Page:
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By Vivian Warby – Property360
Apr 24, 2020

The historic National Property Practitioners Council (NPPC) has come to life in the sector’s darkest hour in history –  amid a total lockdown and an industry suffocating in restrictions, its tens of thousands of members unable to earn a living,
The timing of this epic joining together of the real estate sector – devoid of the constraints of self-interest by any particular part of the industry, to act as an all-sectors representative – is perfect.
One its first points of order has been to go straight into battle for its members to argue for the industry’s relief by appealing to the Regulator and government during lockdown to see it as an essential service.
“Like other industries we are not immune to disruption and world events, however the high proportion of commission earners in our industry does make us particularly vulnerable as practitioners are not eligible for UIF payments and the various other SMME subsidies available, says its first chairperson Vuyiswa Mutshekwane, current CEO of the South African Institute of Black Property Practitioners (SAIBPP) 
While the Corona crisis speeded up its birth, Mutshekwane says the seeds were in fact planted after the Property Practitioners Act called for its formation. Its first meeting to flesh out details was held in January.
Mutshekwane, smart, sassy, astute is just the type of person you want leading a legion that represents the interests of more than 40 000 agents, brokers, professionals, consultants, developers, managing agents, auctioneers and financing institutions falling within the Property Professionals Act’s (PPA) ambit.
“This is not going to be a bloated council,” Mutshekwane is determined.
“We are not here to replace the important industry bodies that deal with the micro issues of their groupings – they will remain a voice for their constituencies and work on their specific issues – instead we are here to represent the broader issues.”
Added to that annual fees paid by the member bodies is minimal – more like a token fee.
Mutshekwane explains that the Property Practitioners Act late 2019 called for the creation of this “multi-stakeholder platform that would be fully representative of industry”.
Prior to this, she says the industry had always been somewhat disjointed and siloed with each interest group represented by different organisations.
This new council now provides an opportunity ‘to be more impactful by aligning industry views and enhancing communication with the regulator and the various government departments and stakeholders’.
What is exciting, she says, is that for the first time “we have a door open to places such as the SA Property Owners Association, the National Association of Managing Agents and also auctioneers. We recognise industry needs to give united feedback to support the regulator and policy-makers.”.
She says the current Covd-19 crisis “certainly fast tracked the need for the establishment of the council. When Corona happened, it further highlighted the need for a consolidated industry voice”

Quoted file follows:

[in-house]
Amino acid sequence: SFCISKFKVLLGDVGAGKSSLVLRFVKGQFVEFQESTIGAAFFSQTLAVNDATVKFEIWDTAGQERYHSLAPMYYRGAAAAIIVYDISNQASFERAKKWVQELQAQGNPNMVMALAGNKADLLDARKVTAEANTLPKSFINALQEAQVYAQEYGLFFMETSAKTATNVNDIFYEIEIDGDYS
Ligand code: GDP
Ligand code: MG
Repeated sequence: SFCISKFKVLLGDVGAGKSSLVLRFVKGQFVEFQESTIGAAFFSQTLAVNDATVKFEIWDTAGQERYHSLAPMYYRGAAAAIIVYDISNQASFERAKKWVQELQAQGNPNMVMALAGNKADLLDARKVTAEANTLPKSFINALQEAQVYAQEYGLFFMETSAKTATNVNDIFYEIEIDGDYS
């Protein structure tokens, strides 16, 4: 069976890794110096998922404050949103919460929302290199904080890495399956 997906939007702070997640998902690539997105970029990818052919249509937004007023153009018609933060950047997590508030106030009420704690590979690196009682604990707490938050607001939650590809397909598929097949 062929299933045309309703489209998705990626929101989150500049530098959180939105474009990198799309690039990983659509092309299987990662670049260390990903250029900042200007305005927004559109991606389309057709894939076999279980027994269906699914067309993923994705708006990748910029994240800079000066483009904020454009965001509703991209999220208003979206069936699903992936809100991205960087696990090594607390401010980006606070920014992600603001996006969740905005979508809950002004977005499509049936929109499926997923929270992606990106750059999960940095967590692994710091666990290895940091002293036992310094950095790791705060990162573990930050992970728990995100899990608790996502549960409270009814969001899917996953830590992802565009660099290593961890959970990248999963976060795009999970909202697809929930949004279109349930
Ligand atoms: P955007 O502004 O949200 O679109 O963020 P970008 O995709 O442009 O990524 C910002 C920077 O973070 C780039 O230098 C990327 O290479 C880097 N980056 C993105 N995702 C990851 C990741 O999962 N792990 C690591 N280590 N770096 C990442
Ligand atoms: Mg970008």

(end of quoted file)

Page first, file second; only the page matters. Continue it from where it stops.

To date, the council has already been busy with calling for the lifting of certain lockdown restrictions to get the industry moving again.
She is quick to add that the NPPC is not some pipe dream – “it is a formal process brought about by the new Act. We need to – and more importantly – we want to make it work.”
Mutshekwane says discussions around the table with the different bodies has been interesting, and what keeps it balanced is that “we have equal representation and equal decision making representation – we are determined to drive co-operation and be a voice of unity. We may have differences but we will act collectively.
“What’s clear is it cannot be business as usual.
“We have to take informed decisions in order to future proof this industry.
“These are still early days – this council is the first step in the journey of what sustainable transformation will look like for our industry and how we bring all members of our value chain together.
“The formation of the NPPC is forward orientated. but We don’t know what the future will be. What we do know however is doing it together is the best approach.”.
This astute businesswoman and property icon says being elected as chairman is “a big responsibility” – what is propelling her however is that there is a “unity  of vision and purpose and strong support from industry. We are having discussions – some more difficult as the issues are complex – but we are having them and we all want it to work.”
Also on the NPPC agenda is the draft regulations which will give effect to the new Property Practitioners Act; fast-tracking transformation initiatives; addressing industry growth opportunities and streamlining and building relations between the industry, government and all relevant stakeholders.
Founding members of the NPPC are: South African Institute of Black Property Practitioners (SAIBPP), South African Property Owners Association (Sapoa), Real Estate Business Owners of South Africa (Rebosa), National Property Forum (NPF), National Association of Managing Agents (NAMA), Institute of Certified Business Brokers South African Institute of Auctioneers (SAIA), Institute of Estate Agents of South Africa (IEASA) and South African Business Broking Association (SABBA).
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